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Cuts to abattoir meat checks 'will be the next food scandal'

© Photograph: Niall Carson/PA
Experts have warned against cuts which would reduce the checks and inspections of meat used in food sold in supermarkets.
The scandal of horsemeat in supermarket burgers should be seen as a warning of things to come, say experts alarmed that meat producers are to be given more powers to police themselves.

Internal documents from the Food Standards Agency reveal that the UK is to move away from regular inspections of abattoirs to a "risk-based" system that unions representing meat-processing workers say will lead to a drop in standards. As a result, unions warn that abattoirs are the next food scandal waiting to happen. Major food producers have been pushing for slaughterhouses to be subjected to lighter regulation for many years, complaining that the number of inspections is stifling their business.

Unions said public revulsion over the burger scandal illustrated the need to do more to avoid contamination at all levels of the food chain, including where the animals were slaughtered. "The fact that horsemeat has unexpectedly turned up in burgers is not surprising; large parts of the industry will do what they think they can get away with," said Unison national officer Ian Adderley. "Currently things far worse than horsemeat are prevented from going into burgers because of the work of meat inspectors and vets in abattoirs. EU legislation ensures meat is physically inspected by people independent of the industry."


Four climbers killed in avalanche in Scottish Highlands

© Photograph: Stewart Smith/Alamy
The view from Stob Beinn a' Chrulaiste towards Stob nan Cabar and the Three Sisters in Glencoe in the Scottish Highlands.
Four people have been killed and a woman seriously hurt after a group of six climbers were caught up in an avalanche in the Scottish Highlands.

Emergency services were alerted to the accident on Bidean Nam Bian, in Glencoe, at about 2pm on Saturday and a major search operation involving two mountain rescue teams and police dogs was launched.

Police said four people, two men and two women, were found and have since been pronounced dead.

One male climber, who stayed with the teams to help with the search, is safe and well while a woman is in a serious condition in Belford hospital in Fort William.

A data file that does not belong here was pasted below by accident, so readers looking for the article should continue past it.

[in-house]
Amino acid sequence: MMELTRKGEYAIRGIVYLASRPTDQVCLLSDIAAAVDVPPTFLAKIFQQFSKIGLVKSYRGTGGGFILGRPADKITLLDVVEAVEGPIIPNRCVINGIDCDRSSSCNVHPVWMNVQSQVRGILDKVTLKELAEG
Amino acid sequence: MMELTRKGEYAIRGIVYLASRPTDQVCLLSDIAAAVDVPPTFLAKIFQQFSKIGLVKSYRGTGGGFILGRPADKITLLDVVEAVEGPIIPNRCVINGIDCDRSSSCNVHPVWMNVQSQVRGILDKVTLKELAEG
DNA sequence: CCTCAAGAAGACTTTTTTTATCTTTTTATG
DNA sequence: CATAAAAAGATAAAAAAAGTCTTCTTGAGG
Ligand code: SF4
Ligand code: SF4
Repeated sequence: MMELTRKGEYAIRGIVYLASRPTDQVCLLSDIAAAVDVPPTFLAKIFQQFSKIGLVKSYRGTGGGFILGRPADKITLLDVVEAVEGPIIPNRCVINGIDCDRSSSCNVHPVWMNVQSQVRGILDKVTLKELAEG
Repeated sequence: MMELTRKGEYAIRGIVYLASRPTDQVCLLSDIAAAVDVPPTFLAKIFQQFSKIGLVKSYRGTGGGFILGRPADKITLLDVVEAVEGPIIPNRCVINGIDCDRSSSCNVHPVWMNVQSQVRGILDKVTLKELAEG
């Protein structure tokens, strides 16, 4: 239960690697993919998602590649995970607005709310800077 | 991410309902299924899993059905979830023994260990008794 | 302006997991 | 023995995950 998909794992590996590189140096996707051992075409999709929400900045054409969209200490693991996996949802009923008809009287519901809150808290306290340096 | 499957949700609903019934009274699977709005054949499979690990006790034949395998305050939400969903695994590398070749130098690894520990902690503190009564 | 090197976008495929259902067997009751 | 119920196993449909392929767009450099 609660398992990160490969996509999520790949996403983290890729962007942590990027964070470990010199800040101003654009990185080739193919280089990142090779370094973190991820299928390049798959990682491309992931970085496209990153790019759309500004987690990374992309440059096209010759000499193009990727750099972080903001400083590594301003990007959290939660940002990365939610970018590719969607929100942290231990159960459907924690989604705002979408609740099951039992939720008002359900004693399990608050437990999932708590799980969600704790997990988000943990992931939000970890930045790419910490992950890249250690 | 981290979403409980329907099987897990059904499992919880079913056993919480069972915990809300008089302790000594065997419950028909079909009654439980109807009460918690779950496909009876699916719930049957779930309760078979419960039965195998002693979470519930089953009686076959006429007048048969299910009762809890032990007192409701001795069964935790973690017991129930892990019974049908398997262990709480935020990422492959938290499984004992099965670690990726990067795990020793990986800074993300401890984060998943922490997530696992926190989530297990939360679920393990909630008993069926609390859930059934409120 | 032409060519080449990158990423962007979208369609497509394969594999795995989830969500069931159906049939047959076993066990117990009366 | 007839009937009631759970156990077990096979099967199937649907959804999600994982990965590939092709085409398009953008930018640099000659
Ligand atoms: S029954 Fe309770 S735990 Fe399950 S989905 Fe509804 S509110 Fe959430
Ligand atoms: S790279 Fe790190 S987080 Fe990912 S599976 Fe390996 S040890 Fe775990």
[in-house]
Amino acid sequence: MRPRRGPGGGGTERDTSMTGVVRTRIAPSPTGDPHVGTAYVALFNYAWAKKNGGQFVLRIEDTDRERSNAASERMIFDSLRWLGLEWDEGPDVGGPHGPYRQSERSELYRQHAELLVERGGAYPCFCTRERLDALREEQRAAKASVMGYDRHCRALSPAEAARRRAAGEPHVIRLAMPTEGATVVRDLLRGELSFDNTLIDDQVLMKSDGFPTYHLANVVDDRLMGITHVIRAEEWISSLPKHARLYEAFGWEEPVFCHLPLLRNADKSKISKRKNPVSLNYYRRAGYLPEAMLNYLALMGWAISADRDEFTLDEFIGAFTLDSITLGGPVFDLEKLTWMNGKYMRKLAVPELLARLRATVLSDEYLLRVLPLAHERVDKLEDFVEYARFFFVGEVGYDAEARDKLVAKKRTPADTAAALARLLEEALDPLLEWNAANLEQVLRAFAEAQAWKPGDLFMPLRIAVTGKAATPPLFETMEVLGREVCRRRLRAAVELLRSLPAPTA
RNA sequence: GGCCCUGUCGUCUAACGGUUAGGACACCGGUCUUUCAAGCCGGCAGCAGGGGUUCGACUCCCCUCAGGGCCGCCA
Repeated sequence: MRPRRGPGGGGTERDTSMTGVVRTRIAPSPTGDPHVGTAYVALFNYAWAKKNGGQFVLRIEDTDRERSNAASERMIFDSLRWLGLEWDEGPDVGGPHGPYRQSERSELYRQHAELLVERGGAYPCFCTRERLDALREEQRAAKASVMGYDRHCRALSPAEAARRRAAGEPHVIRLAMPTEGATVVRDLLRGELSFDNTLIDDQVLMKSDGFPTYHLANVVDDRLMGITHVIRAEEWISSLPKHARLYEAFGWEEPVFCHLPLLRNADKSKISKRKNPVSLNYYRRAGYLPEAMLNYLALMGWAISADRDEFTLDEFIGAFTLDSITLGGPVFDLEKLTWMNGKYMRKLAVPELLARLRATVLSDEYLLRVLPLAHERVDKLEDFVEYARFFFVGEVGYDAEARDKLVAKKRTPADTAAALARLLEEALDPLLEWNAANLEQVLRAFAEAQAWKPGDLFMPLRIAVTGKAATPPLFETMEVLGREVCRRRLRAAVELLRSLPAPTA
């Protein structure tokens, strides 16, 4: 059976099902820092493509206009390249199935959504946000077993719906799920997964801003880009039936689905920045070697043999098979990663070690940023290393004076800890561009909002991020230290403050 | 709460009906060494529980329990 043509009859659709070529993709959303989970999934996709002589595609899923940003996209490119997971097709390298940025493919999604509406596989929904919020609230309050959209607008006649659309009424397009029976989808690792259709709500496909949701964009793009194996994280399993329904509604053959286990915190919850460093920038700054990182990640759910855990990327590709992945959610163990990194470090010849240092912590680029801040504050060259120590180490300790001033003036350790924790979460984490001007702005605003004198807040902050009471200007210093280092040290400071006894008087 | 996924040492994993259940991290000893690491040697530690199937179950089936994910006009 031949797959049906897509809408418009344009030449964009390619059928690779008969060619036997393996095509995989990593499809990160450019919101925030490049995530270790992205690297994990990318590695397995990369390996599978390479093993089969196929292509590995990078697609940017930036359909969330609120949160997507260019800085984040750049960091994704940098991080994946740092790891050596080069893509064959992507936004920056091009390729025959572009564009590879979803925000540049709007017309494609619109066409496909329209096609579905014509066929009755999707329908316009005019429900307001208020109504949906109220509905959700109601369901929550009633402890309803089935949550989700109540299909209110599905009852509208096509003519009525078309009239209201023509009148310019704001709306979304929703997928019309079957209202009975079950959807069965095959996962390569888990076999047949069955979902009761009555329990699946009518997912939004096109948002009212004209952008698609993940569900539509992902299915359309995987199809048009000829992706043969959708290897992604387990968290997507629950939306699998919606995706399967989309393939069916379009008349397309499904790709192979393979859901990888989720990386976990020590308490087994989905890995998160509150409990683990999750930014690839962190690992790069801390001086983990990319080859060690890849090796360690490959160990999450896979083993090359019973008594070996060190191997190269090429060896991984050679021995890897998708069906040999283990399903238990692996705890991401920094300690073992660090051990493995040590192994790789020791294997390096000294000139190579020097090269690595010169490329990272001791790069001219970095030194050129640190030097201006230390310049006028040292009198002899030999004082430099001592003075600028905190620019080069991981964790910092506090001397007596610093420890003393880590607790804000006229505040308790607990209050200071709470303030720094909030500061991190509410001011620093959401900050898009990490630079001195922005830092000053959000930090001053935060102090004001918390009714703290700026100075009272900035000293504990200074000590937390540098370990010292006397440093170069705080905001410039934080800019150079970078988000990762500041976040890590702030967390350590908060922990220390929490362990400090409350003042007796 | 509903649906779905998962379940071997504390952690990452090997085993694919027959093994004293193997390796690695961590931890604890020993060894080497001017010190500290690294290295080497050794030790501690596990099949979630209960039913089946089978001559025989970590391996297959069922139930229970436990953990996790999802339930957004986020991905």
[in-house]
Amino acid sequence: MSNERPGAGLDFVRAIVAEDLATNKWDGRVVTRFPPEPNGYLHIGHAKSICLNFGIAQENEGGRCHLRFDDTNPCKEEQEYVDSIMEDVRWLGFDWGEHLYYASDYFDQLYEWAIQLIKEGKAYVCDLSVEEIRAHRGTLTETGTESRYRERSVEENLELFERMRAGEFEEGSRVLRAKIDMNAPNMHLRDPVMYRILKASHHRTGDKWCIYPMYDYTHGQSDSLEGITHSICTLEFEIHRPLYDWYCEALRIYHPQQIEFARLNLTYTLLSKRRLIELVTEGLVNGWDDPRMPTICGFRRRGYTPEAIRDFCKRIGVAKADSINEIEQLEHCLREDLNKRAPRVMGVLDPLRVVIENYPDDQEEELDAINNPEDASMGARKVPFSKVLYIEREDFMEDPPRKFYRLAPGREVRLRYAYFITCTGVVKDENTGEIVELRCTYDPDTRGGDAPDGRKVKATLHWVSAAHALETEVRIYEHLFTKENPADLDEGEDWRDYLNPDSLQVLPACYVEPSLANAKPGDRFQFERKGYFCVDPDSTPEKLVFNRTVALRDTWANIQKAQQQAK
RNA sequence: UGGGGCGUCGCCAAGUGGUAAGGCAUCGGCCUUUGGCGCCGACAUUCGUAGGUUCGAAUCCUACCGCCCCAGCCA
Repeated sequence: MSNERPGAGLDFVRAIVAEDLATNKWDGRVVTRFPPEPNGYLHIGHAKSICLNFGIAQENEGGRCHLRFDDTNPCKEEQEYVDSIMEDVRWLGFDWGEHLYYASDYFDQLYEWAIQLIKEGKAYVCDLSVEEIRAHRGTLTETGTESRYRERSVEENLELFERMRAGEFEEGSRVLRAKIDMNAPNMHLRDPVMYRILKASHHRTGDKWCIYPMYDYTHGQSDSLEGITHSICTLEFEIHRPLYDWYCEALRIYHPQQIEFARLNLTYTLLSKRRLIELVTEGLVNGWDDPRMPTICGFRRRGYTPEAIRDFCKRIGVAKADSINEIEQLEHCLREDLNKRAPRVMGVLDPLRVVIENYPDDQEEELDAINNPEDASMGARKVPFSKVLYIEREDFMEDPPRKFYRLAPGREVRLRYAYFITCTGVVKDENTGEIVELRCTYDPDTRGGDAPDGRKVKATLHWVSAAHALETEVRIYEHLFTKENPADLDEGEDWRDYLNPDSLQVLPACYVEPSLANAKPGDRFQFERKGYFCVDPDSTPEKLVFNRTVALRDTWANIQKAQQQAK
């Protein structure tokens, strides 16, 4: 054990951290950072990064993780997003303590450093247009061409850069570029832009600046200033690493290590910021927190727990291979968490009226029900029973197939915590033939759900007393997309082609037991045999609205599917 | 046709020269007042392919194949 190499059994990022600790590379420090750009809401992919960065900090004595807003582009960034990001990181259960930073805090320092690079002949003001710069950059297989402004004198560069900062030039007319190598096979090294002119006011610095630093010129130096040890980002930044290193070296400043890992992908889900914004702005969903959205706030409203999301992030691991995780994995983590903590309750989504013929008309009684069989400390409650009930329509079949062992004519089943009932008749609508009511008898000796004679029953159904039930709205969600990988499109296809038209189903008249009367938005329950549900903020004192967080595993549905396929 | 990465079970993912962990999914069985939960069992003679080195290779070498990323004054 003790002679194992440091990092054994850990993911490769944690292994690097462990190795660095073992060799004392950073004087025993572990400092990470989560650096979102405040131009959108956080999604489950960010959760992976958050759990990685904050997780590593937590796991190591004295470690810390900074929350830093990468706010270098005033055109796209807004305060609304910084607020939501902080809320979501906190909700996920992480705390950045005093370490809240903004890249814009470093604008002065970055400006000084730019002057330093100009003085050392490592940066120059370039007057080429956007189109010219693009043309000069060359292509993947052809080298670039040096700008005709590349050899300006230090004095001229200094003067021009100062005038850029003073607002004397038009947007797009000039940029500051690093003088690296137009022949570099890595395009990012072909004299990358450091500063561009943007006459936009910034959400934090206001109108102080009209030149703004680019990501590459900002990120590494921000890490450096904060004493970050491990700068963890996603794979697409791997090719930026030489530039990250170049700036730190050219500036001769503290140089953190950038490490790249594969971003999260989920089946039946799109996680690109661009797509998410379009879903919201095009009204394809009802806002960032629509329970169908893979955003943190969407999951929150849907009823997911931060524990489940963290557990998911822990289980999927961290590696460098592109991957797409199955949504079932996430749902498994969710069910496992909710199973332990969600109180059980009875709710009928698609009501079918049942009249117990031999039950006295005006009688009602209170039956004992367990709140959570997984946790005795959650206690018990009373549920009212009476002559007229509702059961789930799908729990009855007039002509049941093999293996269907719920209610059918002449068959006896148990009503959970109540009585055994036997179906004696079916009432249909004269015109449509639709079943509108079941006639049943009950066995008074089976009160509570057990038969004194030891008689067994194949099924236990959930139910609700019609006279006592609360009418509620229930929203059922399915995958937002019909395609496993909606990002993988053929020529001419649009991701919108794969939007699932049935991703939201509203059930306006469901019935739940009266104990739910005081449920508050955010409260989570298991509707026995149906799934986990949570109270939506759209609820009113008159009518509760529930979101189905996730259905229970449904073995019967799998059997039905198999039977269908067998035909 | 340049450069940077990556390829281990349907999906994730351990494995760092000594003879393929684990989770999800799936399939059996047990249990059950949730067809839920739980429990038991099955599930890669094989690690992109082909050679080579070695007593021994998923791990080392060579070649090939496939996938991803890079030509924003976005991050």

Red Flag

Rape cases in New Delhi jump 23 percent in 2012

Rape cases in New Delhi jumped 23 per cent in 2012 from a year earlier, according to official figures, highlighting rising crime against women in the sprawling metropolis.

The numbers were released as the trial of five men was set to begin on Monday on accusations of murder, rape and kidnapping over the death last month of a 23-year-old gang-rape victim, whose assault sparked nationwide protests,

The case against a sixth defendant, who says he is 17, is being heard separately by a juvenile court.

"The rate of conviction in rapes in Delhi is much higher than the national rate," Delhi police Commissioner Neeraj Kumar told reporters on Friday.

Eye 1

Captivated by 'fake girlfriend' hoax, Americans learn about 'catfishing'

A spectacular hoax involving a popular US sportsman's fake dead girlfriend has put a spotlight on a practice known as "catfishing" and raised fresh concerns about news media fact-checking.

Sports fans learned this week that Manti Te'o, a star linebacker at Notre Dame University and a top prospect in this year's NFL draft, supposedly fell for a fabricated girlfriend he "met" online.

This would have been embarrassing enough, had he not also spoken movingly of the imaginary young woman's sad, but fictional, death - a story many news outlets have repeated and embellished in recent months.

The news drew new attention to the practice of creating a fake persona for an online relationship, a practice described in the 2010 documentary Catfish which inspired an MTV reality show of the same name.

"It's not new that people represent themselves differently in dating situations, but social media makes it easier because you're not physically with the person," said Karen North, head of the Annenberg Program on Online Communities at the University of Southern California.


Corruption evil as drugs and prostitution: Interpol

Global football corruption helps drive the criminal underworld's domination of prostitution, drug-trafficking and gun-running, an international symposium into match-fixing heard on Friday.

Around 200 delegates attending the FIFA, UEFA and Interpol meeting into corruption in the sport, were told that it was crucial the match-fixers felt the full force of the law when cases are prosecuted.

However, it was acknowledged that football needs to convince hard-pushed judicial bodies that illegal betting and results-rigging should be pursued with the same vigour reserved for other high-profile crimes.

"We must convince the authorities," said Interpol secretary-general, Ronald Noble.


Same-sex military couples struggle for recognition